Hospitals: cuts mean filth

Submitted by Matthew on 14 January, 2010 - 10:34 Author: A London nurse

Before Christmas there was a lot of fuss in the press about dirty hospitals. The new NHS inspection body, the Care Quality Commission, had highlighted shocking issues at Basildon University Hospital — dirty commodes, curtains, and equipment; blood stains on trays. How common is this experience and why does it happen?

Take the ward where I work. We pass all such inspections with flying colours, yet some of the problems highlighted in the CQC report we’ve experienced too.

For the most part we have pre-announced inspections. We know what the inspectors are going to look at — the underside of commodes, and whether or not mattresses leak. Inspectors get a snapshot, they see a perfect ward. But most of the time conditions are different. Managers only go round unzipping mattress covers when they know what’s coming. Generally they don’t emerge from offices.

No-one wants to be treated on a filthy ward, and people don’t want to nurse in a filthy environment either. Most of my colleagues prefer to keep patients and their surroundings clean.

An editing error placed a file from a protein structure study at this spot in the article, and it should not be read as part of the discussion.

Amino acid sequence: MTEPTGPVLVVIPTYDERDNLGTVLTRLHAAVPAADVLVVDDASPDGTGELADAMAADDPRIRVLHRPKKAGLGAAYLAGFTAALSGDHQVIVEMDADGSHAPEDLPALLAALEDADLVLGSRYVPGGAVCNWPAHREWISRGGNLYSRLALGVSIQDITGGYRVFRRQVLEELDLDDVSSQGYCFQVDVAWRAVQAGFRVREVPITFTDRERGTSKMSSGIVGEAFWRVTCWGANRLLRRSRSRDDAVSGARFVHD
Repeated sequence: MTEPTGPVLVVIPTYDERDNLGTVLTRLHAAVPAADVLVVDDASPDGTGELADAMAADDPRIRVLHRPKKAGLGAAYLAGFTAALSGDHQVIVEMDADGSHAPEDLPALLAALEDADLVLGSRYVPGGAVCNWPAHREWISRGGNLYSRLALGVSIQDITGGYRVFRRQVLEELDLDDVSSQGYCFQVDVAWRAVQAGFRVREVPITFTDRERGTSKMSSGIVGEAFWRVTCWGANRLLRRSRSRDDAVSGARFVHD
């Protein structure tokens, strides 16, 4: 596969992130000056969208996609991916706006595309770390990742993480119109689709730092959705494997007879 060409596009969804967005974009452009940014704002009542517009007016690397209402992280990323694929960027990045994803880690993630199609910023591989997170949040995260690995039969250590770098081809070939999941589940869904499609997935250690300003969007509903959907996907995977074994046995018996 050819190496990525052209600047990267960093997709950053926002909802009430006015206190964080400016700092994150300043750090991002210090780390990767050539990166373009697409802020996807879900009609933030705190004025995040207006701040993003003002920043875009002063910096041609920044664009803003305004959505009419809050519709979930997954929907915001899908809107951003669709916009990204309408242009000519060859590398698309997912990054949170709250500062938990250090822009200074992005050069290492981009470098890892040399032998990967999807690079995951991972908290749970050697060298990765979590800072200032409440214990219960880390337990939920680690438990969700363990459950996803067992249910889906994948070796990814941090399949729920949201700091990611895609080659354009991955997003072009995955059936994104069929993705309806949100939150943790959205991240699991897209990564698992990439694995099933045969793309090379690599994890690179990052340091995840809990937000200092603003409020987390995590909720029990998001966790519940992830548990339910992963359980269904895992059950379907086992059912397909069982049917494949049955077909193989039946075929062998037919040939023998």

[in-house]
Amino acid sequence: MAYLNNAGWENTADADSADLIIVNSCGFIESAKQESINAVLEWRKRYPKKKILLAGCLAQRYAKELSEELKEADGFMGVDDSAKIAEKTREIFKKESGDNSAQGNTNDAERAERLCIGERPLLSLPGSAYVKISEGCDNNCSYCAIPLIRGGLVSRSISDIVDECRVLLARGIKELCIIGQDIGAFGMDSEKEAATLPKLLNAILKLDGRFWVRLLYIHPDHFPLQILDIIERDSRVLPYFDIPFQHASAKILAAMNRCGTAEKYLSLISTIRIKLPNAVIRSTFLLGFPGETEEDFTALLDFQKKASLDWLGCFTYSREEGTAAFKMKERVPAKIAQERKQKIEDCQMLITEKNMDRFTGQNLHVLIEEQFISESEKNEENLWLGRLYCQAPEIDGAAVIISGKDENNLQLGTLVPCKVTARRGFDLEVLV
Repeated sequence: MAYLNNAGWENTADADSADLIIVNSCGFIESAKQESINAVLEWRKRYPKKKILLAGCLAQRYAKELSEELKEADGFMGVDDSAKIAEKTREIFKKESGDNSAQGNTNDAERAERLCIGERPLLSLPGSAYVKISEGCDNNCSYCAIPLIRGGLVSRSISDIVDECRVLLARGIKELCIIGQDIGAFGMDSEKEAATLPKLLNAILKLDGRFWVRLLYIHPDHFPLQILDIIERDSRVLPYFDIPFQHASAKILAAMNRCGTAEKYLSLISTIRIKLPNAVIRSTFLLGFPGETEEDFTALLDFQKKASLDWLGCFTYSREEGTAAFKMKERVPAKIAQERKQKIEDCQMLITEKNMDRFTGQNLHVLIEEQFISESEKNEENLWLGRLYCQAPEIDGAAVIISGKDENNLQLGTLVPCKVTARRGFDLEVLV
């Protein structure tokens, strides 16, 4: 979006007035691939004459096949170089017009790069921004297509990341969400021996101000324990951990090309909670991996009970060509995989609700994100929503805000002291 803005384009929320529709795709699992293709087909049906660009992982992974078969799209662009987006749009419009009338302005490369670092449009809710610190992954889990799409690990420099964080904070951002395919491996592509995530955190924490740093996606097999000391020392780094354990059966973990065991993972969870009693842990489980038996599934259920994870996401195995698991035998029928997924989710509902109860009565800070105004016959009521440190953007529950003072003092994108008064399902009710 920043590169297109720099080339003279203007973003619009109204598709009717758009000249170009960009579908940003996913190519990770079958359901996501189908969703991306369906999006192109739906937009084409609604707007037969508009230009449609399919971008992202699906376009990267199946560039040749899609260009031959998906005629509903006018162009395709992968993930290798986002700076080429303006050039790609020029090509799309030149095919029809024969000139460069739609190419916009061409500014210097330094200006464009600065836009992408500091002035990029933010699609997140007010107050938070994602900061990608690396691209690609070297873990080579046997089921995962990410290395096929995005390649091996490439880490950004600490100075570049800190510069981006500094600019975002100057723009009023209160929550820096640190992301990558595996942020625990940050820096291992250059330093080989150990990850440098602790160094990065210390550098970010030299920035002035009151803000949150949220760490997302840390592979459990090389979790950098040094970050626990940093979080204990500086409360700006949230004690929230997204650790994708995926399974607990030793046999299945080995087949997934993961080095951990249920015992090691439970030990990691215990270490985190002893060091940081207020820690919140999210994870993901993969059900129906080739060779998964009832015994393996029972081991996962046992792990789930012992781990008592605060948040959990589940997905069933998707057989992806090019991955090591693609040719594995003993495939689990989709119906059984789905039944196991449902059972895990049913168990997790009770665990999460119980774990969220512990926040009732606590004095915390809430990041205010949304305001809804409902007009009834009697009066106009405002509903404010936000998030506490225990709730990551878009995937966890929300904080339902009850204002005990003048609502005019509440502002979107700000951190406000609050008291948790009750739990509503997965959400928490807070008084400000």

But it’s a fact of life that caring for sick people is an extremely messy business.

To clean up all the bodily fluids that are produced by the ill, it is necessary, more than anything to have lots of highly motivated cleaning staff. Staff who are employed by the hospital, who are well paid, and who feel part of a team working for a cleaner hospital.

Another thing that might help would be for the NHS to stop cramming patients in up to the rafters.

In some countries in Europe they aim for less than maximum bed occupancy, because it’s hard to do things like clean a bed properly when there’s someone occupying it!

It’s hard to isolate infectious patients when all the side rooms are already full.

But in today’s NHS. where Trusts get paid per procedure, a filled bed equals “efficiency” equals greater income. Leaving beds empty makes no financial sense to Trust Boards which monitor financial health almost as much as the health of their patients.

So what can socialists do about the ongoing problems in our hospitals? It’s a crazy twisted system that the NHS operates within — until the logic of seeing illness as something that can be made profitable is challenged, then bizarre priorities will continue to mean that tick-box forms take precedence over investing in cleaning staff.

In the meantime, workers organised in unions continue to campaign against the contracting-out of staff, and the general cuts that are looming.

Socialists need to support and lead campaigns against cuts in the NHS. The poorest paid staff, in this case cleaning staff, are always among the first to suffer, and in this case it is clear the patients cannot afford for that to happen.

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